10 June, 2020
Lauded writer Tessa Duder has plenty left to say
The power of a good story and the stamina built up writing many of them keeps Tessa Duder energised. At age 79, the favourite children’s author still works full-time from her home in Castor Bay.
“I always have about four books queued,” she says. “Age is no bar – if you’ve still got your marbles.”
There’s long-standing volunteer work to fit in as well, encouraging children to read through the Storylines organisation, and youth to reach their full potential with the Spirit of Adventure Trust.
Her passion for persuading children and their parents of the value of reading is part of the reason this prolific wordsmith was made a Companion of the New Zealand Order of Merit for services to literature.
The author, who also writes for adults, says her next book will be set in early Auckland – after she polishes off a commissioned family history.
The Queen’s Birthday Honour, following an OBE 26 years ago, came “totally out of the blue”, she says. “The pleasing thing about it is the paperwork from Government House emphasised what I’ve done since 1994.”
Duder says her Alex novels about a champion young swimmer (the last published in 1993) were often considered her career heyday. The time since had been a “patchy ride”, both personally and as a writer, so the validation and recognition of her wider work was pleasing.
She took up writing when her youngest child went to school, having been a journalist before motherhood. Duder says she was lucky to have three daughters all living in Auckland. “They’re all readers,” she notes.
A fourth daughter died suddenly, aged 24, due to a heart condition. Within the same fortnight, Duder also lost her mother. The losses, particularly that of an adult child, were challenging. She says she hates the expression “you’ll get over it”, but she did get on with it. In all, she has written more than 40 books.
Recent works have included In search of Elisa Marchetti – a writer’s search for Italian roots. It was written partly so Duder’s daughters would have some idea of their heritage. Her great-grandparents arrived in New Zealand from Italy around 1875. “They didn’t have an easy life by any means.”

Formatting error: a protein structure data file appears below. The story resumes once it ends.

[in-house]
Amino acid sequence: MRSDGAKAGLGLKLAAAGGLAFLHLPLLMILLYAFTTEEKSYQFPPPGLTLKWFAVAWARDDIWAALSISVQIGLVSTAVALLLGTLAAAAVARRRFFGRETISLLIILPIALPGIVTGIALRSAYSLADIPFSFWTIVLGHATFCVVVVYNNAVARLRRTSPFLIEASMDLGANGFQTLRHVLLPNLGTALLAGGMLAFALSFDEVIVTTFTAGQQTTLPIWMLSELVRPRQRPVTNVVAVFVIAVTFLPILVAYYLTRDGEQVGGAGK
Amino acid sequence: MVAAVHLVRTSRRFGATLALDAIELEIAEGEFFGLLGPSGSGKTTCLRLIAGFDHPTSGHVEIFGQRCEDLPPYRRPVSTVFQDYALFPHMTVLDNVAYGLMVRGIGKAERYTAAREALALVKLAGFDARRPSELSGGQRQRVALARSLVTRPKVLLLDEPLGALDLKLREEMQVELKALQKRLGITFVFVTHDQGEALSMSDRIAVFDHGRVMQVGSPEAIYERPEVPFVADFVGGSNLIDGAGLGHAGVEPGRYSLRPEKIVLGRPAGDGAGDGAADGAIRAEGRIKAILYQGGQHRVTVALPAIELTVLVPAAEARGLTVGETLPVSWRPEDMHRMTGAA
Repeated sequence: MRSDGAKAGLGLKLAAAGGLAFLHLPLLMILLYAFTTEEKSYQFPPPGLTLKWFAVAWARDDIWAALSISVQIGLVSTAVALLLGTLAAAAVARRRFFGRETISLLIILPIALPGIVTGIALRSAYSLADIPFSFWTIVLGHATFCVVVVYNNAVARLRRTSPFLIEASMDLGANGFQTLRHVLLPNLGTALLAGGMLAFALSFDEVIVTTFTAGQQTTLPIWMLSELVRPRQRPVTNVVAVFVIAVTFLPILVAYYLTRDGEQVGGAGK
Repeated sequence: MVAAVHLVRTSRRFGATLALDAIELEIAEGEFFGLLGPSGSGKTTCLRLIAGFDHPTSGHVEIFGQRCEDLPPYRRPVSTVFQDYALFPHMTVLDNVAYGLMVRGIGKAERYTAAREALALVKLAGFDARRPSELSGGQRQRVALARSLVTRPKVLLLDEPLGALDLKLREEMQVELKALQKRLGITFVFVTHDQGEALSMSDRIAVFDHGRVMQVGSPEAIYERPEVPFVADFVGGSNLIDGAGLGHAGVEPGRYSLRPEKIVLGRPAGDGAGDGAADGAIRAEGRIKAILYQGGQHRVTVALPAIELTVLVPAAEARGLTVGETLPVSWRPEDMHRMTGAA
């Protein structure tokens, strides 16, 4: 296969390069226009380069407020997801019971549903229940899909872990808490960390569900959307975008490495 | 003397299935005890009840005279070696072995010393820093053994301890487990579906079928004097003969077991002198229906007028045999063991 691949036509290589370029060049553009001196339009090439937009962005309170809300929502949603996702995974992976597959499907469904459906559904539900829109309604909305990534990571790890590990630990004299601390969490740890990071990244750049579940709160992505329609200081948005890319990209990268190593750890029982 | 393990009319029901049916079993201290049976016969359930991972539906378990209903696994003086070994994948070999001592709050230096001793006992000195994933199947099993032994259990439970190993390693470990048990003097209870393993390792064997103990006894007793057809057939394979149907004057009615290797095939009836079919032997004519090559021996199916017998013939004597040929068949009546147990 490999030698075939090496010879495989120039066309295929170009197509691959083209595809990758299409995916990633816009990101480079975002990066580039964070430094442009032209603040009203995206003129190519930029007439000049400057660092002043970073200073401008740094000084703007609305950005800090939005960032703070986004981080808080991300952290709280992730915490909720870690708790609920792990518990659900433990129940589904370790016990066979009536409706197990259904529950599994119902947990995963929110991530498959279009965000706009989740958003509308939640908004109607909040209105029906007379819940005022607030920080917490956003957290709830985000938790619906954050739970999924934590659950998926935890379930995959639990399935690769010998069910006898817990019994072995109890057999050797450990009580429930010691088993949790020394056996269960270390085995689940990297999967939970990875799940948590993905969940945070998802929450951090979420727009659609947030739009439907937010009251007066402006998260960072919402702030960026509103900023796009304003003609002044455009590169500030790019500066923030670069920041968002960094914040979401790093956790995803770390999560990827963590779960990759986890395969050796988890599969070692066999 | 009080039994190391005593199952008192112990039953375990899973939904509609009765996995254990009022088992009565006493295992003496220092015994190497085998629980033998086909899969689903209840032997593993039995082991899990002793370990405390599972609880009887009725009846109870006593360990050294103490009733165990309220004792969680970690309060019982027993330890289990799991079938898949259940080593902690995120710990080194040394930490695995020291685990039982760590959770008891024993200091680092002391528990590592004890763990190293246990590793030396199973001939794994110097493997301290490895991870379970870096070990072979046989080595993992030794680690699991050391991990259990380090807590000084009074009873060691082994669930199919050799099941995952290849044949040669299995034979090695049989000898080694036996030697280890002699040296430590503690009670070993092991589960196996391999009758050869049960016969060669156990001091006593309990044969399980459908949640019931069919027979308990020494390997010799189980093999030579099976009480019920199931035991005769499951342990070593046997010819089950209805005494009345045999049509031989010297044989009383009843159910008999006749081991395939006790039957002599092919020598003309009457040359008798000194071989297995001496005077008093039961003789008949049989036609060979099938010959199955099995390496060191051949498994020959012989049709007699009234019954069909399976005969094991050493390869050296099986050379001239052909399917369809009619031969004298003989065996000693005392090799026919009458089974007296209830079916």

Their daughters married Englishmen and “fitted in”. Duder wishes she had asked her grandmother more about the family history.
“Pakeha are rather bad at this; Maori are much better.”
Duder says she became aware when her father died that she had become the repository of her family story. She urges children to talk to their grandparents about the past and adults to consider recording their elders’ stories on a cellphone. “Get them talking with a few glasses of wine.”
Duder still enjoys a friendly relationship with former husband John, who lives in Devonport. They brought up their young children in Hauraki and also lived in Milford. It was through John that she learned to sail, inspiring her first children’s book, Night Race to Kawau.
He helped set up the Spirit of Adventure and she became involved, figuring: “If you can’t beat ’em, join them”. She has recently retired from the trust after 27 years of service, but is still active in Storylines and continues to make classroom visits.
She urges parents to encourage recreational reading.
“I think adults can get hung up over the idea that the child should be reading ‘good books’ and novels, but I think if they want to read comic books or graphic novels – anything but actual porn or, I would say, Enid Blyton – as long as kids are exposed to reading something, it encourages them.”
Reading fiction offered something beyond fact. “The virtue of novels is it takes them into another world that you would otherwise never experience.”
Duder says some in the literary world still did not accord children’s books the status of adult ones. Writers such as Margaret Mahy and Joy Cowley who emerged before her had, however, helped lead the way in changing attitudes.
She has also encountered sniffy attitudes about writing historical fiction, but this too was changing with the times and their popularity. “A historical novel will tell you more about say, the Tudor court, than you’ll ever get from non-fiction.”
Duder’s own Alex series will soon be republished in one volume to be known as the Alex Quartet.
The stories she began writing in the early 1980s to provide a strong heroine echo her own experience winning a silver medal in breast-stroke at the then Empire (now Commonwealth) Games in 1958.
This article originally appeared in the 7 July 2020 edition of the Rangitoto Observer.
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